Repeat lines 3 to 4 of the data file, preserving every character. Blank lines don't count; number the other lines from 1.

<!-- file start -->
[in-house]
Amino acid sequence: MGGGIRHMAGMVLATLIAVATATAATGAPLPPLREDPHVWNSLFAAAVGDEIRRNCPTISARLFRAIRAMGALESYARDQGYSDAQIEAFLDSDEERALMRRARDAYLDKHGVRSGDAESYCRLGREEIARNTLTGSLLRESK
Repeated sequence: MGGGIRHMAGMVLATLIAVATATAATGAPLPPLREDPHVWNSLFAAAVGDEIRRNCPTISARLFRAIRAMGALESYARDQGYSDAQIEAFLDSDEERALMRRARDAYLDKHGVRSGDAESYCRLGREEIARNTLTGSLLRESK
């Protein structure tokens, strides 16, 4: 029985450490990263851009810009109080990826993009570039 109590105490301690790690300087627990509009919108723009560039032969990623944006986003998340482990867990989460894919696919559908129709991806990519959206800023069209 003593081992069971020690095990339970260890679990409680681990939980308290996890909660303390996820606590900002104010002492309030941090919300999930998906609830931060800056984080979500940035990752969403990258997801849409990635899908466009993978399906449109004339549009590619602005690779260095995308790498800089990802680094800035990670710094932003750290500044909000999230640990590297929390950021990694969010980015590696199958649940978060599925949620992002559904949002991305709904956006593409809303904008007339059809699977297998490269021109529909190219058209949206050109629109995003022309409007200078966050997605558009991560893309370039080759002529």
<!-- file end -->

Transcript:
Repeated sequence: MGGGIRHMAGMVLATLIAVATATAATGAPLPPLREDPHVWNSLFAAAVGDEIRRNCPTISARLFRAIRAMGALESYARDQGYSDAQIEAFLDSDEERALMRRARDAYLDKHGVRSGDAESYCRLGREEIARNTLTGSLLRESK
């Protein structure tokens, strides 16, 4: 029985450490990263851009810009109080990826993009570039 109590105490301690790690300087627990509009919108723009560039032969990623944006986003998340482990867990989460894919696919559908129709991806990519959206800023069209 003593081992069971020690095990339970260890679990409680681990939980308290996890909660303390996820606590900002104010002492309030941090919300999930998906609830931060800056984080979500940035990752969403990258997801849409990635899908466009993978399906449109004339549009590619602005690779260095995308790498800089990802680094800035990670710094932003750290500044909000999230640990590297929390950021990694969010980015590696199958649940978060599925949620992002559904949002991305709904956006593409809303904008007339059809699977297998490269021109529909190219058209949206050109629109995003022309409007200078966050997605558009991560893309370039080759002529």